Overlap refers to the period of time when the effect of one insulin shot is diminishing and the next insulin shot is taking effect. Caregivers can purposefully manage overlap to increase the effect of insulin on their pets' blood glucose levels and thus hold the curve of their blood glucose levels fairly flat.

Suppose a cat gets an insulin shot every 12 hours, gets 15 hours duration from each shot, and is on an insulin that has a three hour onset. During the 3 hours after each insulin shot, there will be two insulin shots working to reduce blood glucose levels: the diminishing previous shot and the rising current shot. This may mean that the ongoing insulin dose should be less than if no overlap was used.

Using overlap safely and effectively requires significant information about and analysis of how a particular insulin works in your pet (its duration, onset, and peak) and how feeding and other forces (such as exercise or sleep) affect your pets' blood glucose levels. Using overlap may result in diminished insulin needs as your pet's blood glucose levels are reduced from the diminishing effect of the previous shot, and possibly also from the carryover effects of previous shots.

Purposeful use of overlap is considered an advanced approach because it usually requires the administration of insulin at blood glucose levels below the renal threshold, or at least lower than some people are willing to administer the next shot. Maximum use of overlap involves administering the next insulin shot at blood glucose nadir, when the effect of the previous shot is at its peak. This technique, ideal in theory, can be dangerous in practise -- you must be sure that the previous shot is about to diminish, which depends on the insulin's action profile in this animal being very predictable. Waiting until the glucose reading has started to rise a bit is more reliable.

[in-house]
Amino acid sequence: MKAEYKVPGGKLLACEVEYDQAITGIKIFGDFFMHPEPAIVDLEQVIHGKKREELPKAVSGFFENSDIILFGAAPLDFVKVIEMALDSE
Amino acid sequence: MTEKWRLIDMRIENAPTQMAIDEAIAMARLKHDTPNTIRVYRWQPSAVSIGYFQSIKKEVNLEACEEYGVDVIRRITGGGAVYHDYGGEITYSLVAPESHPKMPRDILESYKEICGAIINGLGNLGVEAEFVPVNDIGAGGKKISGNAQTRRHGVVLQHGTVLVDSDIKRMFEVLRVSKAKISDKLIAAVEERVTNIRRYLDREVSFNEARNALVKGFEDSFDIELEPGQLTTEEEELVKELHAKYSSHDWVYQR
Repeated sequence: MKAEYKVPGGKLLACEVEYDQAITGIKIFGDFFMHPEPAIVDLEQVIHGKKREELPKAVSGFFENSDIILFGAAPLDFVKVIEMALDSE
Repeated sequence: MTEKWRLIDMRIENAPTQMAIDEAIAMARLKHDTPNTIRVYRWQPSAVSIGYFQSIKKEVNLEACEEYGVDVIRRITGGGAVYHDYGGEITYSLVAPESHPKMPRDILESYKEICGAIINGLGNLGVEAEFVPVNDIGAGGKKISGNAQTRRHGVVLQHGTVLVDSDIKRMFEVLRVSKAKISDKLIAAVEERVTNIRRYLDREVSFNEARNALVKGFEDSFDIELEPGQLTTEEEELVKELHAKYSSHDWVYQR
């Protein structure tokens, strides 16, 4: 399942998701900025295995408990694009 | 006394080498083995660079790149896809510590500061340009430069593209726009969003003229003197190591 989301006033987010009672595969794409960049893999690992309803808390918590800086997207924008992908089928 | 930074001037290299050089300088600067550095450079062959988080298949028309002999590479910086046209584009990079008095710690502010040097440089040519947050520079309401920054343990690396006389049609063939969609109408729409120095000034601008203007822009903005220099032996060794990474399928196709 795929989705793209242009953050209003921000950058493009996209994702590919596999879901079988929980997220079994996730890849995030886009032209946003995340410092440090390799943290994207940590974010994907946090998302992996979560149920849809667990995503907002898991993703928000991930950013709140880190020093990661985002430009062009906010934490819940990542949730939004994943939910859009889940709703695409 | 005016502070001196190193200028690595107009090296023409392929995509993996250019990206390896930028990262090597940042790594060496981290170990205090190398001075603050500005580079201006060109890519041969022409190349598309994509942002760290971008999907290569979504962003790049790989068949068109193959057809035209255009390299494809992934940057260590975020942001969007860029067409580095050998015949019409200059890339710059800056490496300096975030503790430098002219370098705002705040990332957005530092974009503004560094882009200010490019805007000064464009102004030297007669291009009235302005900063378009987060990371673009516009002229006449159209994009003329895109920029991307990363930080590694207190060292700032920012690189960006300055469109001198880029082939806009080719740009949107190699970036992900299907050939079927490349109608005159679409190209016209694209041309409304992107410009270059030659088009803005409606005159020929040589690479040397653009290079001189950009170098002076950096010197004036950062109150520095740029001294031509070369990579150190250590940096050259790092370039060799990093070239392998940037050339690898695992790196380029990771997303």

Further ReadingEdit



  1. Feline Diabetes Message Board--Overlap Discussion
Community content is available under CC-BY-SA unless otherwise noted.